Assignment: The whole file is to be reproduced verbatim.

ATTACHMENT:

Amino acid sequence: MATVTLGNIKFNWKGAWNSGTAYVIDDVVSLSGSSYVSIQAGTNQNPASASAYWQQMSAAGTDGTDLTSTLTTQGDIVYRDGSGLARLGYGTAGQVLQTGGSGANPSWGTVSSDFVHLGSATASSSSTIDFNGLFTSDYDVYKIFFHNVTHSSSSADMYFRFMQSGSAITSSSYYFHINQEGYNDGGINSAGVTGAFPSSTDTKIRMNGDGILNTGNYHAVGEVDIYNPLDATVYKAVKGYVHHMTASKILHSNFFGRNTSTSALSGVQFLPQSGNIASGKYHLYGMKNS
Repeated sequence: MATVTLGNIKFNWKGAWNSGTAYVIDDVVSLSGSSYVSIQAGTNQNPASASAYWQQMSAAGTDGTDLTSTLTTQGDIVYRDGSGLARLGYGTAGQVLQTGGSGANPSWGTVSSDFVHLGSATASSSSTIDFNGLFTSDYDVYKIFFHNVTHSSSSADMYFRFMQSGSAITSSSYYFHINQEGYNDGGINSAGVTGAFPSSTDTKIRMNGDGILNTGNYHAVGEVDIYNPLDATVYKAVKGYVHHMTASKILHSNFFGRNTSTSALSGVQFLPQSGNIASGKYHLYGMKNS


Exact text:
Amino acid sequence: MATVTLGNIKFNWKGAWNSGTAYVIDDVVSLSGSSYVSIQAGTNQNPASASAYWQQMSAAGTDGTDLTSTLTTQGDIVYRDGSGLARLGYGTAGQVLQTGGSGANPSWGTVSSDFVHLGSATASSSSTIDFNGLFTSDYDVYKIFFHNVTHSSSSADMYFRFMQSGSAITSSSYYFHINQEGYNDGGINSAGVTGAFPSSTDTKIRMNGDGILNTGNYHAVGEVDIYNPLDATVYKAVKGYVHHMTASKILHSNFFGRNTSTSALSGVQFLPQSGNIASGKYHLYGMKNS
Repeated sequence: MATVTLGNIKFNWKGAWNSGTAYVIDDVVSLSGSSYVSIQAGTNQNPASASAYWQQMSAAGTDGTDLTSTLTTQGDIVYRDGSGLARLGYGTAGQVLQTGGSGANPSWGTVSSDFVHLGSATASSSSTIDFNGLFTSDYDVYKIFFHNVTHSSSSADMYFRFMQSGSAITSSSYYFHINQEGYNDGGINSAGVTGAFPSSTDTKIRMNGDGILNTGNYHAVGEVDIYNPLDATVYKAVKGYVHHMTASKILHSNFFGRNTSTSALSGVQFLPQSGNIASGKYHLYGMKNS